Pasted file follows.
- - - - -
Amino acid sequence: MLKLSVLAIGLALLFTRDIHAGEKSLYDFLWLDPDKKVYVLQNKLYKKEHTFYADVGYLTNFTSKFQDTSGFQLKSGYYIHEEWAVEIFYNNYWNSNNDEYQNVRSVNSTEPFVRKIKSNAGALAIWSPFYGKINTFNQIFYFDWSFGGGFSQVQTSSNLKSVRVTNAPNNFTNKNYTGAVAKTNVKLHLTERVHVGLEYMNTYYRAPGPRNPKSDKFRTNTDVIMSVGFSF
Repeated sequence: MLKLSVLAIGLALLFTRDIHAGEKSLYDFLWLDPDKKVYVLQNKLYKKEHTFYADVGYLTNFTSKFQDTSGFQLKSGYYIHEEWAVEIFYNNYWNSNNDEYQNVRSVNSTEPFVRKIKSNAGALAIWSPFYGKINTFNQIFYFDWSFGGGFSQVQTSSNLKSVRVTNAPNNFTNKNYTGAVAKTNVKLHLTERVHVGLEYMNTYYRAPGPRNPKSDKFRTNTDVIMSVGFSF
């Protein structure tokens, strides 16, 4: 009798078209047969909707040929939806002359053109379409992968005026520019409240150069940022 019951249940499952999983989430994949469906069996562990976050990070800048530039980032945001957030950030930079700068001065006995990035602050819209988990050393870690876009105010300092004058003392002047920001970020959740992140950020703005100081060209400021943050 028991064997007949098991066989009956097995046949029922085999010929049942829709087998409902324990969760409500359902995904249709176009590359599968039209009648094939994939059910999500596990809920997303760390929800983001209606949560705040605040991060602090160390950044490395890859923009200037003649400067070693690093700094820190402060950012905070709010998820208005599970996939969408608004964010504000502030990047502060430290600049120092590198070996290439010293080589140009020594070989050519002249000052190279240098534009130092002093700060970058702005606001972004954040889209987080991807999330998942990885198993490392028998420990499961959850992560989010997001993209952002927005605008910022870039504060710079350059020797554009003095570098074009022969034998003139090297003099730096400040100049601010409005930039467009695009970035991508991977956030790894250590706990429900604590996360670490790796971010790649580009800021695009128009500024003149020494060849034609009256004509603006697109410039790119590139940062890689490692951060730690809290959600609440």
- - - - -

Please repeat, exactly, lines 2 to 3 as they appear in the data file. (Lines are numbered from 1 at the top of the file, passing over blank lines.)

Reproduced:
Repeated sequence: MLKLSVLAIGLALLFTRDIHAGEKSLYDFLWLDPDKKVYVLQNKLYKKEHTFYADVGYLTNFTSKFQDTSGFQLKSGYYIHEEWAVEIFYNNYWNSNNDEYQNVRSVNSTEPFVRKIKSNAGALAIWSPFYGKINTFNQIFYFDWSFGGGFSQVQTSSNLKSVRVTNAPNNFTNKNYTGAVAKTNVKLHLTERVHVGLEYMNTYYRAPGPRNPKSDKFRTNTDVIMSVGFSF
């Protein structure tokens, strides 16, 4: 009798078209047969909707040929939806002359053109379409992968005026520019409240150069940022 019951249940499952999983989430994949469906069996562990976050990070800048530039980032945001957030950030930079700068001065006995990035602050819209988990050393870690876009105010300092004058003392002047920001970020959740992140950020703005100081060209400021943050 028991064997007949098991066989009956097995046949029922085999010929049942829709087998409902324990969760409500359902995904249709176009590359599968039209009648094939994939059910999500596990809920997303760390929800983001209606949560705040605040991060602090160390950044490395890859923009200037003649400067070693690093700094820190402060950012905070709010998820208005599970996939969408608004964010504000502030990047502060430290600049120092590198070996290439010293080589140009020594070989050519002249000052190279240098534009130092002093700060970058702005606001972004954040889209987080991807999330998942990885198993490392028998420990499961959850992560989010997001993209952002927005605008910022870039504060710079350059020797554009003095570098074009022969034998003139090297003099730096400040100049601010409005930039467009695009970035991508991977956030790894250590706990429900604590996360670490790796971010790649580009800021695009128009500024003149020494060849034609009256004509603006697109410039790119590139940062890689490692951060730690809290959600609440």